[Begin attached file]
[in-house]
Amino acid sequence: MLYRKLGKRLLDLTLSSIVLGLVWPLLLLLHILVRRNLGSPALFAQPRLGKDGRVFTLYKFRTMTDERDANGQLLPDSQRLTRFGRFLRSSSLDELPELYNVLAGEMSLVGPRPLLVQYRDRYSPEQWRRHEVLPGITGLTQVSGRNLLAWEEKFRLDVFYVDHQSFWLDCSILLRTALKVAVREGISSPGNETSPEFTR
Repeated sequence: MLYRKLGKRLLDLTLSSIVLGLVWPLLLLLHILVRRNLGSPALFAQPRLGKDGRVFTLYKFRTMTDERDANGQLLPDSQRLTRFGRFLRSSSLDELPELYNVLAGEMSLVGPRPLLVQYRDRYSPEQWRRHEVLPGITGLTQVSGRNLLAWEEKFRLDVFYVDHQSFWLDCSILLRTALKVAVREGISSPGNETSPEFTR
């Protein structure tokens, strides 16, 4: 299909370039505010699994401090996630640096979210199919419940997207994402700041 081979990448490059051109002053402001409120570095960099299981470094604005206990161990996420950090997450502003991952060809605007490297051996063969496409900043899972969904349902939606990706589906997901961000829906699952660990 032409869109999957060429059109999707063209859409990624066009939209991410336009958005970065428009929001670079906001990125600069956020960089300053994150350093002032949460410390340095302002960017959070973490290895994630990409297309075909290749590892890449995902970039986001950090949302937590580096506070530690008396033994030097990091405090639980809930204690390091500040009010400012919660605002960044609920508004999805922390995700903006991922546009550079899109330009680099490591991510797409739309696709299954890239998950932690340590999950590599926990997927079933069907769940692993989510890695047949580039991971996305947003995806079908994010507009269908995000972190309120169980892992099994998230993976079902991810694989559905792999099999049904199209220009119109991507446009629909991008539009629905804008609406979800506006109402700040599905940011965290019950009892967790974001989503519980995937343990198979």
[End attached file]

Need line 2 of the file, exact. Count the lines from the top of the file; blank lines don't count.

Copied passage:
Amino acid sequence: MLYRKLGKRLLDLTLSSIVLGLVWPLLLLLHILVRRNLGSPALFAQPRLGKDGRVFTLYKFRTMTDERDANGQLLPDSQRLTRFGRFLRSSSLDELPELYNVLAGEMSLVGPRPLLVQYRDRYSPEQWRRHEVLPGITGLTQVSGRNLLAWEEKFRLDVFYVDHQSFWLDCSILLRTALKVAVREGISSPGNETSPEFTR